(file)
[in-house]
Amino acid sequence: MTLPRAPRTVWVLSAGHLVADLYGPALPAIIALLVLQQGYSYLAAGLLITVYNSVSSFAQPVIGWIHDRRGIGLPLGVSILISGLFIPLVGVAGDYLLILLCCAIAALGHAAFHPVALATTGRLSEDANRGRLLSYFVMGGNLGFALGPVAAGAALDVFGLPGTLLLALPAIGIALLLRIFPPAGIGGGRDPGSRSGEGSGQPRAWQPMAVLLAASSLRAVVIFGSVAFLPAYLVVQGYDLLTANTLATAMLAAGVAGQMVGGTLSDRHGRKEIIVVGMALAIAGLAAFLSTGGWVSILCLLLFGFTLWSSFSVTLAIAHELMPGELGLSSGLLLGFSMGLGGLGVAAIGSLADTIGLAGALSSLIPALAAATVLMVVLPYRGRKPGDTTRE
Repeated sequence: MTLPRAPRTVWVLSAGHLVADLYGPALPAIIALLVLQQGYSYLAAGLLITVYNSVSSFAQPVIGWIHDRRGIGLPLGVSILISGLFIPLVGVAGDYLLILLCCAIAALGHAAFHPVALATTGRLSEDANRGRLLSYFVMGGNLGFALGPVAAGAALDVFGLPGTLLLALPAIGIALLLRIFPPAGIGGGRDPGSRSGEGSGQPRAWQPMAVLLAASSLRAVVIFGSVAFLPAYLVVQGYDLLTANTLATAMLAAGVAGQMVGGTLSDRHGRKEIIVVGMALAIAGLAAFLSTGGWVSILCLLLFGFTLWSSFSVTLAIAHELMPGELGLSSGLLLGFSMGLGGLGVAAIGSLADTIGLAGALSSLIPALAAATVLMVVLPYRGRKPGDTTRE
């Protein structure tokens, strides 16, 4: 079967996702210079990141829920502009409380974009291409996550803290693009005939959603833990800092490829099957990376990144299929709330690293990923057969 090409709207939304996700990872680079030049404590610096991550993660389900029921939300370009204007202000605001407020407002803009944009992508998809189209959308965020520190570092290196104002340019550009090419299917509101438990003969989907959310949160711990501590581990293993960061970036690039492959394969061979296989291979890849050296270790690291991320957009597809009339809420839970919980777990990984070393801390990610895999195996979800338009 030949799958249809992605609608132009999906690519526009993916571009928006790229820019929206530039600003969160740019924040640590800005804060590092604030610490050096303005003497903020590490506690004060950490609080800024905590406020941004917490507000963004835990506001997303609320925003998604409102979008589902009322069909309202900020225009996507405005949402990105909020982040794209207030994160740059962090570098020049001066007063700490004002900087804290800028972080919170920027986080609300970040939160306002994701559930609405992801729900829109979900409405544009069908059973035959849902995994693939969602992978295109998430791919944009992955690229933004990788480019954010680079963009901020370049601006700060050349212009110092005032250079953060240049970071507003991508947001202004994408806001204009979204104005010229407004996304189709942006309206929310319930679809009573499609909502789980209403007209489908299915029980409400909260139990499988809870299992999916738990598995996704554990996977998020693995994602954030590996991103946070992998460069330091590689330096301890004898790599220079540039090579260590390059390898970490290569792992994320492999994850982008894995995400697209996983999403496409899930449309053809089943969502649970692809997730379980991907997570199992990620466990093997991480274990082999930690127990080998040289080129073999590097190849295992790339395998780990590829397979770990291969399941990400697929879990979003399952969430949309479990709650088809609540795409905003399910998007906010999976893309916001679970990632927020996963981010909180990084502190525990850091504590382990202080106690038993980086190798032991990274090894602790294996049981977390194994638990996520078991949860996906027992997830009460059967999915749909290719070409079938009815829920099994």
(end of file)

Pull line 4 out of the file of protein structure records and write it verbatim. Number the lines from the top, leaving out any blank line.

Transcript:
């Protein structure tokens, strides 16, 4: 079967996702210079990141829920502009409380974009291409996550803290693009005939959603833990800092490829099957990376990144299929709330690293990923057969 090409709207939304996700990872680079030049404590610096991550993660389900029921939300370009204007202000605001407020407002803009944009992508998809189209959308965020520190570092290196104002340019550009090419299917509101438990003969989907959310949160711990501590581990293993960061970036690039492959394969061979296989291979890849050296270790690291991320957009597809009339809420839970919980777990990984070393801390990610895999195996979800338009 030949799958249809992605609608132009999906690519526009993916571009928006790229820019929206530039600003969160740019924040640590800005804060590092604030610490050096303005003497903020590490506690004060950490609080800024905590406020941004917490507000963004835990506001997303609320925003998604409102979008589902009322069909309202900020225009996507405005949402990105909020982040794209207030994160740059962090570098020049001066007063700490004002900087804290800028972080919170920027986080609300970040939160306002994701559930609405992801729900829109979900409405544009069908059973035959849902995994693939969602992978295109998430791919944009992955690229933004990788480019954010680079963009901020370049601006700060050349212009110092005032250079953060240049970071507003991508947001202004994408806001204009979204104005010229407004996304189709942006309206929310319930679809009573499609909502789980209403007209489908299915029980409400909260139990499988809870299992999916738990598995996704554990996977998020693995994602954030590996991103946070992998460069330091590689330096301890004898790599220079540039090579260590390059390898970490290569792992994320492999994850982008894995995400697209996983999403496409899930449309053809089943969502649970692809997730379980991907997570199992990620466990093997991480274990082999930690127990080998040289080129073999590097190849295992790339395998780990590829397979770990291969399941990400697929879990979003399952969430949309479990709650088809609540795409905003399910998007906010999976893309916001679970990632927020996963981010909180990084502190525990850091504590382990202080106690038993980086190798032991990274090894602790294996049981977390194994638990996520078991949860996906027992997830009460059967999915749909290719070409079938009815829920099994």